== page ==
The Catholic Thing
The Alternative to God Print E-mail
By James V. Schall, S.J.   
Tuesday, 05 February 2013

The bookshelf in the home I was visiting contained a Doubleday Image edition of Fulton Sheen’s The Power of Love. The title sounded familiar. Then I realized that Sheen’s title was the opposite of the Machiavellian premise: “The Love of Power.” The proper relationship between love and power stands at the heart of civilizational order.

Neither one will long exist without the other. Power without love is tyrannical. Love without power or strength is wimpish and ineffectual. The “power of love” manifests itself most in the Cross, at that moment when civil power is absolute, untouched by its relation to the Godhead.

The following sentence of this 1968 book struck me: “Socialism is the love of neighbor without the love of God; it is the organization of society on a technical, scientific basis, rather than on charity. Love is not love unless it is directed to a person.” Benedict said pretty much the same thing in Deus Caritas Est.

That the greatest enemy of the First Great Commandment is the Second Great Commandment seems paradoxical. Yet this divergence lies at the bottom of most civil controversy. The passionate opposition to God and His ways is almost always couched in the language of “love of neighbor,” particularly of “helping” the neighbor.

The love of neighbor, often framed in terms of justice or social justice, sets itself against a love of God. The love of neighbor is independent of the commandments and ultimately of reason itself insofar as both originate in God.

Likewise, “the love of neighbor,” as Sheen said, is framed in terms of science and technology. We have urgent schemes to control population, the environment, health, war, death, well-being, and education. This opposition between God and science is not exactly human reason vs. divine reason. Rather it is the functional reason that can “get things done” without concerning itself overly much with whether they ought to be done.

The central issue concerns the vast bureaucracy of “taking care” that now legitimizes governments. It gives glory to those who control their workings. The notion that “that government governs best governs least” is replaced. For the good of all, government ought to “take care” of everyone, particularly the poor.

    The Wolf in Sheep’s Clothing by Francis Barlow, 1687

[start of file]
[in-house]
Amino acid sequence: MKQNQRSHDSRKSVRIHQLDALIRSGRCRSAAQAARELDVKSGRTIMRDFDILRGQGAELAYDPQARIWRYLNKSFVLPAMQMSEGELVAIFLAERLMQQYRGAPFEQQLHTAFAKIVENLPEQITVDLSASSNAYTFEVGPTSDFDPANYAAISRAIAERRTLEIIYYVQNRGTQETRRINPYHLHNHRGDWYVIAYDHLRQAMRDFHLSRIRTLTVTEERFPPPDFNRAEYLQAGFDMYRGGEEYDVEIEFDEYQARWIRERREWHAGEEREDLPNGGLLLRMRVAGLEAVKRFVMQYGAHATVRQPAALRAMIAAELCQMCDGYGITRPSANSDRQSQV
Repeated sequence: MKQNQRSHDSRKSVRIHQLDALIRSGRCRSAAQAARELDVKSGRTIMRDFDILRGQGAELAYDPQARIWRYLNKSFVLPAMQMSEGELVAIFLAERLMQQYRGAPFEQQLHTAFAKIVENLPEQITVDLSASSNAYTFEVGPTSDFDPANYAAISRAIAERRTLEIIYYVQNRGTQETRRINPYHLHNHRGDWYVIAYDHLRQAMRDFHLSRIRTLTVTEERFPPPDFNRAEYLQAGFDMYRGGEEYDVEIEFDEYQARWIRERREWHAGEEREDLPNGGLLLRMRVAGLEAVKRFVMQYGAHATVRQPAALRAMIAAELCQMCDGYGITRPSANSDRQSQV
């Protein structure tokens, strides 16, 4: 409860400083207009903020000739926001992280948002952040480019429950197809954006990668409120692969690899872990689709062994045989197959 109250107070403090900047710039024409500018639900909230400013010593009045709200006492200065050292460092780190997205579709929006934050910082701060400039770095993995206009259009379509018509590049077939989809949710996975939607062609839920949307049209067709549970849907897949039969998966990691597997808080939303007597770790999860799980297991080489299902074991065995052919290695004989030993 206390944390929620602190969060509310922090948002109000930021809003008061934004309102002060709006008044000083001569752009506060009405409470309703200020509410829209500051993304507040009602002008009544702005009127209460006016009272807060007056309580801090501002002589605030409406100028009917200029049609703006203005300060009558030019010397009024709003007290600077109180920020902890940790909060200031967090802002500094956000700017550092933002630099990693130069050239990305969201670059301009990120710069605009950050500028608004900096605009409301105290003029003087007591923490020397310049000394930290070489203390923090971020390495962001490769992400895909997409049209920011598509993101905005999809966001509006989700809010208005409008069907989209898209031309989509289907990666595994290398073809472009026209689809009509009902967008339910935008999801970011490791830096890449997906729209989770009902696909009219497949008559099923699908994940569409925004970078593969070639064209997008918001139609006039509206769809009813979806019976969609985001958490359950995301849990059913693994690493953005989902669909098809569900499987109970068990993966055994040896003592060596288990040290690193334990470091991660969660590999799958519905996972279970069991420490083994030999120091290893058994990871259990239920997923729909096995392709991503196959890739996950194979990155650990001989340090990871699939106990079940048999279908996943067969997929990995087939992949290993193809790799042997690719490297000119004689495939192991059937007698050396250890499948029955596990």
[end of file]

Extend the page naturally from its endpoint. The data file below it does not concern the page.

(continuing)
What is increasingly unique and disturbing in our times is the mostly successful effort to control the rhetoric of the public order. Freedom of speech and freedom of religion are fast becoming enemies of the public order. What counts is not how one is but how one is allowed to say what he is.

This new “spiritual” power of the state does not want criticism of its plans for the good of the neighbor. It wants conformity and agreement. Divisiveness is caused by criticism of or disagreement with the accepted ways of life and principles of distribution now in place in the public order.

We live in a world of primarily distributive justice, not in a world of innovation and growth. This present world is mainly one in which envy is a primary motive of political action. Equality is its criterion. That such a view is based on bad economics is hardly relevant in light of the mission to “help” everyone.

If we really wanted to help everyone, no doubt, we would have a growth economics and theology. The world is made for man, not for future generations who become in effect limits to growth and hence the possibility of people caring for themselves.

What has always struck me, however, about this mentality is the “location” of God in it. Through a complex interrelationship of envy and honor politics, the politician and the elites that support him declare themselves free to “help the poor” or “care for everyone” without the “restrictions,” as they are called, of the nature and purpose of what man is.

It is not possible to do evil without doing some good. The love of neighbor is a good. This is why the modern state wraps itself around the idea of “caring” for everyone. A certain exhilaration inheres in the effort to make everyone dependent on one’s program to benefit everyone for his own good. Sheen remarked that love has to be of the person, not of a system. But by defining the evils and the way we are allowed to speak of them, the state that is not a god acquires the status of substitute divinity.